President Obama walks off stage after speaking at the "SelectUSA Investment Summit" on Thursday. A poll released the same day found that the president's job approval rating had reached an all time low.
This week, the National Security Agency fought back against criticism of it's operations following leaks from former contractor Edward Snowden that have revealed some of the scale of the agency's surveillance of Americans and people overseas, including heads of state of U.S. allies. NPR's Larry Abramson has been covering the story and joins us. Larry, thanks so much for being with us.
LARRY ABRAMSON, BYLINE: Hi Scott.
SIMON: Bring us up to date. What happened this week that's pushed the scandal into the news again?
Hey honey, why don't we spend the year in Tehran? Well, that's kind of what Hooman Majd asked his wife, Karri, a yoga instructor who was born in the Midwest, not the Middle East. Mr. Majd was born into a politically prominent family in Iran. He came to the U.S. when he was eight months old. He became a music executive and a writer for GQ, The New Yorker and other publications.
This is WEEKEND EDITION from NPR News. I'm Scott Simon. I wait all week to say time for sports.
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SIMON: This week, the World Series was won, basketball began again and Serena Williams sure finished strong. Joining us now, Howard Bryant of ESPN.com and ESPN The Magazine, from the studios of New England Public Radio. Howard, thanks so much for being with us.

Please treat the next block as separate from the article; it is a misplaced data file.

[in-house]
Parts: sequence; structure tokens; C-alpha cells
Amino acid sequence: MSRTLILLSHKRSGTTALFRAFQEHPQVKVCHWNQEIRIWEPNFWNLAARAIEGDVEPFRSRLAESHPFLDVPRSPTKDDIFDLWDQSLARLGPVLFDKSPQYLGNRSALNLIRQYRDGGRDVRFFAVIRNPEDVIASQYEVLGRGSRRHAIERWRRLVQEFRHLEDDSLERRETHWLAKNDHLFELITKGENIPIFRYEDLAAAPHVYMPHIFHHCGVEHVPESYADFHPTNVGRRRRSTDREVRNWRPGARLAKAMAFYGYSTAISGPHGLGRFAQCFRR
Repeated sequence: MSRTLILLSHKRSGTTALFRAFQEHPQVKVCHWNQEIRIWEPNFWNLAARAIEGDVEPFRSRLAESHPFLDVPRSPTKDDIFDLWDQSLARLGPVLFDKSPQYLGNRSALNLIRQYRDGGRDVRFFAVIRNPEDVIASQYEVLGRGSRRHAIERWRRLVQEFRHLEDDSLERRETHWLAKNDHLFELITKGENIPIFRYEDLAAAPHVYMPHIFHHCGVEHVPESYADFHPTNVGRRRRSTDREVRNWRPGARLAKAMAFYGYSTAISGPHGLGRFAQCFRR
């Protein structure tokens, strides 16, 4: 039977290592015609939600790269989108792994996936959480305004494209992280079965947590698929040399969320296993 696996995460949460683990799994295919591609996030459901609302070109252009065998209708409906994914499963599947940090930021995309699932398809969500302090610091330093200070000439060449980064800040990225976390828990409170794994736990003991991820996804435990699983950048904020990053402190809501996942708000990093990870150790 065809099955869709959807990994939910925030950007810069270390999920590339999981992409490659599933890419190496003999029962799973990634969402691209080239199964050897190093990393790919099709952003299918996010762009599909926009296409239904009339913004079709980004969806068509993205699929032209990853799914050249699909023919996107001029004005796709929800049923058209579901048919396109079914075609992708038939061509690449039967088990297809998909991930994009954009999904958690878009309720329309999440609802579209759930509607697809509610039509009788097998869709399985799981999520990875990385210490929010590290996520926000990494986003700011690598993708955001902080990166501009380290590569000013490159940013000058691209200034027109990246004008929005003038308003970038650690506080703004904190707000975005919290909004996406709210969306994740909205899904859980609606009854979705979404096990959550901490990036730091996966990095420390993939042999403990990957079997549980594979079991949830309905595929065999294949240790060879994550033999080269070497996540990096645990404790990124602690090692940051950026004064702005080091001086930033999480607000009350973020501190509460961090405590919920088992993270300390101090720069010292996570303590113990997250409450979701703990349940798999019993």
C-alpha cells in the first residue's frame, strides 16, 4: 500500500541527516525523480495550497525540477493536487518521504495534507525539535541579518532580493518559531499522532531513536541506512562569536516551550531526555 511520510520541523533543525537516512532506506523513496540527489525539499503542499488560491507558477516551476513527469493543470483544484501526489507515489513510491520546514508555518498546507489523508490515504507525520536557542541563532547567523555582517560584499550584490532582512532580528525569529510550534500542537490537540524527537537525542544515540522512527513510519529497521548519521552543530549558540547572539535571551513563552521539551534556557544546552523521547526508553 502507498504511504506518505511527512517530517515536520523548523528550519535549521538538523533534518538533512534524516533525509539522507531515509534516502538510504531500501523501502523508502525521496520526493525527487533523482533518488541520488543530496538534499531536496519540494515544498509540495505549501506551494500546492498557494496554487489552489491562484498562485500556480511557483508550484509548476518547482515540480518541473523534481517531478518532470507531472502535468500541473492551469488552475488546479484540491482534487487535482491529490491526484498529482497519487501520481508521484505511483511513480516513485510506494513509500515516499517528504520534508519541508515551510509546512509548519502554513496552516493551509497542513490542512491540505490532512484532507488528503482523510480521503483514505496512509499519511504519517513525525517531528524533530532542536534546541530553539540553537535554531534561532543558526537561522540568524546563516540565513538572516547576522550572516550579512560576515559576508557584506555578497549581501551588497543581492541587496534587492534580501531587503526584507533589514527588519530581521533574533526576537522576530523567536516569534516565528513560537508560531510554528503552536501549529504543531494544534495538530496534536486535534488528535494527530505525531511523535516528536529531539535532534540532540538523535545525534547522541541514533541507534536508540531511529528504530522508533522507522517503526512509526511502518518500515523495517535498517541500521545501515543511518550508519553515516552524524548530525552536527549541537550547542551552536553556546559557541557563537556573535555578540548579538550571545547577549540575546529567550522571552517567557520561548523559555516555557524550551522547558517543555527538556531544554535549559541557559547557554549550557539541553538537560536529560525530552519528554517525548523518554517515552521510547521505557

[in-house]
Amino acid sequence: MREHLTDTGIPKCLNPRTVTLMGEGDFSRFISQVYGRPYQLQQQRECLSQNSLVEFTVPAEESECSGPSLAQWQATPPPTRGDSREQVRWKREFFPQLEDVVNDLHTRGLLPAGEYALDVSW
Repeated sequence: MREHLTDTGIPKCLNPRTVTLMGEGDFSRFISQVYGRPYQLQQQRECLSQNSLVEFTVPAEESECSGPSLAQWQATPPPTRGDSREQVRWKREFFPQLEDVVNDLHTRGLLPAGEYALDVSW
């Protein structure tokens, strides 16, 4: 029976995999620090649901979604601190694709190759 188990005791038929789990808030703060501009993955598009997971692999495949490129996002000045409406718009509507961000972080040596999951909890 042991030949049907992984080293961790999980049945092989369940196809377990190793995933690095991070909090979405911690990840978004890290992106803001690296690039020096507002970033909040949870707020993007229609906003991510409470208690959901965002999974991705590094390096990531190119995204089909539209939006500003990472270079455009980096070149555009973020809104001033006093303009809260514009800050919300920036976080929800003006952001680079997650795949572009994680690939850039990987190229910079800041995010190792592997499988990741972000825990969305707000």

A health worker administers polio vaccine as part of a UNICEF-supported campaign in Damascus. Aid agencies sometimes have to negotiate with rebel groups and work in dangerous situations to immunize vulnerable children.
In a refugee camp in eastern Lebanon, aid workers put sandbags around plastic tents to keep winter rains from flooding dirt floors. For weeks now, the threat for Syrian refugees was the coming cold. Now refugees have a bigger fear: polio.
A childhood disease that causes paralysis and sometimes death, polio can spread rapidly, especially with the huge movement of people fleeing the war.
Some 4,000 Syrians still cross into neighboring countries every day, at least half of them children.
This is the third report in a four-part series on adult education.
Adults wanting to go back to school have the odds stacked against them. They juggle many responsibilities, there are long waitlists for classes and often there isn't a connection between what they learn in class and the skills they need to get a job.
Iran may not love America politically, but Iranians love American food — especially fast food.
With no formal diplomatic relations between the two countries, though, it's rather hard to find a McDonald's or a Pizza Hut. But if you wander through the streets of Tehran, you might find a Pizza Hat or a Mash Donald's.
Consumers shopping for coverage on the new health insurance exchanges have been focused on the lowest-cost options. But some shoppers are trying to determine which plans offer the widest array of doctors and hospitals — and are finding that can be trickier than it sounds.
John Batteiger applied for insurance coverage on the New York state exchange. But after he'd selected a plan, he had second thoughts: He'd forgotten to check if the plan he picked included a hospital near him.